Here’s a perspective.
Supposing there’s a freelancer who lives in Pakistan who charges $10 per hour. And for every hour the client pays the freelancer, he/she can bring $100 worth of sales for the client.
On the flip side of the coin, there’s a freelancer from a first world country who charges $100 per hour, yet, can’t even close a single sale for the client.
Do you think the pricing is justified just because both freelancers are from different countries?
Remember, regardless of which country you’re from, if you can bring heaps upon heaps of value to your client’s business, then don’t think twice about charging more.
Warning: Judging based on “value” can be quite subjective. I suggest that you do some market research to determine how others are charging for their services, with you examining things from a lens of “value.”
Learn about the dynamics of your prospective client’s business. Only by doing that will you be able to determine if you have the skillset to make an impact on your prospective employer.
#3. Paradigm Shift: I Cannot Compete with Thousands of Freelancers. vs. There are Hundreds of Thousands of Job Opportunities Online
Just because you’ve been ignored by your prospective clients, doesn’t mean you’re a failure.
Remember, it takes persistence, hard work, and grit to achieve something worthwhile — and having a successful freelancing career is worthwhile, indeed.
If you haven’t won your first contract, yet, don’t just roll over, think about how worthless you are, and give up.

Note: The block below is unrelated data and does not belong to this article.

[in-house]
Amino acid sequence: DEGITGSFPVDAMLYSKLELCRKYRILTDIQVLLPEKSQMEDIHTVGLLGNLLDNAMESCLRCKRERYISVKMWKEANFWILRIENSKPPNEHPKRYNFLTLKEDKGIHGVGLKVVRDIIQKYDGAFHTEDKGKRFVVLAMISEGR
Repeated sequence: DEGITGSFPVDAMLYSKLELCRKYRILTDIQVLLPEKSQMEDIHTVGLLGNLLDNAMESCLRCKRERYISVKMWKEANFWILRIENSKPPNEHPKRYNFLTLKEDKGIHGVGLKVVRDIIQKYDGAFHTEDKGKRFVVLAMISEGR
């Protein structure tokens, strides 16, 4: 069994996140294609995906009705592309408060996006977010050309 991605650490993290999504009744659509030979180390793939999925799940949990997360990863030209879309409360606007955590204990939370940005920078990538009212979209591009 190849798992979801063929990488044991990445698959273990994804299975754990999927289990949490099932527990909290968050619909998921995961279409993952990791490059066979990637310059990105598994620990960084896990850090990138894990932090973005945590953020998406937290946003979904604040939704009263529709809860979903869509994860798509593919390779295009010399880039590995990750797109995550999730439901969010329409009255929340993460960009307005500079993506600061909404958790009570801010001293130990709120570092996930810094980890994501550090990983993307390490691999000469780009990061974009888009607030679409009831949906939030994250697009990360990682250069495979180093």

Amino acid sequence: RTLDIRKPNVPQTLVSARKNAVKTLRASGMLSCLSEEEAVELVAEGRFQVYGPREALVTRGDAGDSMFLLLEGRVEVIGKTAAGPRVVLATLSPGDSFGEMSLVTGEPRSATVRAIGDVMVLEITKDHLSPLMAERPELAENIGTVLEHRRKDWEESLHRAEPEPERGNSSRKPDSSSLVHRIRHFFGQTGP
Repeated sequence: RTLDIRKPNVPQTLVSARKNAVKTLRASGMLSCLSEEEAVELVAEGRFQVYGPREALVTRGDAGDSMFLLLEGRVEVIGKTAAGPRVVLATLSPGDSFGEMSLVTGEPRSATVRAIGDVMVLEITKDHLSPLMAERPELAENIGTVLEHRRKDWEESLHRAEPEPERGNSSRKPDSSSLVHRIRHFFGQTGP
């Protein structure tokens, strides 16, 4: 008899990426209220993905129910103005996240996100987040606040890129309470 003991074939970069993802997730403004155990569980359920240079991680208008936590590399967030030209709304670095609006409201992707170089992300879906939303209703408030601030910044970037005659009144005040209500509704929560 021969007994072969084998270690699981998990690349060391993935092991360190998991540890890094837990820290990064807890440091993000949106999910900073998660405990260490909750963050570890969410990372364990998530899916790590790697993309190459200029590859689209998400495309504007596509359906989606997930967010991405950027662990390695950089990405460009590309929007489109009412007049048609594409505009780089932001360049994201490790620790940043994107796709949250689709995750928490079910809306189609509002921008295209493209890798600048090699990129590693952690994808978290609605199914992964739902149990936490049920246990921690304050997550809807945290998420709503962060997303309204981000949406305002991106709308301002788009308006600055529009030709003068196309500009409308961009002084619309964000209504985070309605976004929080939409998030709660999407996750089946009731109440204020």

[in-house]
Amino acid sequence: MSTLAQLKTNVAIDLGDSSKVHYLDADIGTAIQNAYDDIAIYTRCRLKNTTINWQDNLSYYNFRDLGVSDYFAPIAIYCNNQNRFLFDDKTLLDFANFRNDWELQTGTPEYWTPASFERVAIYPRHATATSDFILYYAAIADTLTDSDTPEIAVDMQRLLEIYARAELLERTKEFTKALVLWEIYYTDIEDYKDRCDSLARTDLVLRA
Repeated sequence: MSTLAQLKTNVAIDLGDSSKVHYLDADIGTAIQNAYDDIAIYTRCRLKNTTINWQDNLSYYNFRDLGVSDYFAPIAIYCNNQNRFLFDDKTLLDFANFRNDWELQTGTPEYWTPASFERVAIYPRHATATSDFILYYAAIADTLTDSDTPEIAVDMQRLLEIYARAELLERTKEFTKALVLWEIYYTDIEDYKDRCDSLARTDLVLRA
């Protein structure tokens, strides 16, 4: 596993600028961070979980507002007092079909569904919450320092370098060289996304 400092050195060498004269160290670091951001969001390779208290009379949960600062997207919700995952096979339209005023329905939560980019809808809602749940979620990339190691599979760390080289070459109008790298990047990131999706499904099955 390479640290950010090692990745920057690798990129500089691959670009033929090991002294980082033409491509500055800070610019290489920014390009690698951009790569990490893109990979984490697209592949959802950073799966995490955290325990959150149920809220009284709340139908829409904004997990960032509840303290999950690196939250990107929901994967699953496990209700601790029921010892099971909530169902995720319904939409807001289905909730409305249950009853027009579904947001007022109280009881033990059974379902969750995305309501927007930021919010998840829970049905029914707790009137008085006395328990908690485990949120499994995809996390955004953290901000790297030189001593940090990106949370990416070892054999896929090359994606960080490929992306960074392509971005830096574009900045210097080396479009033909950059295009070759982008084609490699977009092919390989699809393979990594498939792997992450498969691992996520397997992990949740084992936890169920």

There are thousands of other job opportunities out there.
You just need to learn proper brand positioning, learn where to find your prospective clients, and learn how to sharpen your approach and skills (among other things).
The more you persevere — while trying to learn and improve every single step of the way — the bigger your chances are of succeeding at winning those contracts.
Warning: When you consider how there are thousands of opportunities online, you run the risk of falling into the trap of going for the numbers game. “If I apply to hundreds of jobs daily, I am bound to land one.” (Sounds familiar?)
Don’t go for that approach.
Instead, I encourage you to go for the numbers game AND make sure that you keep on polishing your approach every single time.
Employing the numbers game is dead-easy. That’s why a good number of spammers freelancers are doing it.
Those who are truly successful, however, take the time to polish their pitch regularly.
Others will tell you that freelancing is a risky business.
While there is some truth to that — since you can’t fully avoid risks in almost just about everything — you’d have to ask yourself if anyone is truly “safe” nowadays with all the large companies closing down, laying off, or retrenching their people. (Buzzfeed, Apple, you name it.)
The truth is, no one is “safe.”
If you’re working with only one company, that is.
Those in the freelancing scene, however — those who know what they’re doing — are currently experiencing a level of security by establishing a pool of clients whom they’re working with.
Should one end their contract, they have a handful more that they’re working with (or can work with).
Have you been operating in the freelancing realm for quite some time now?
What are some strategies and pointers you can share with our readers to help make their budding freelancing career as stable as can be — let alone successful?
Feel free to add your ideas in the comments section below.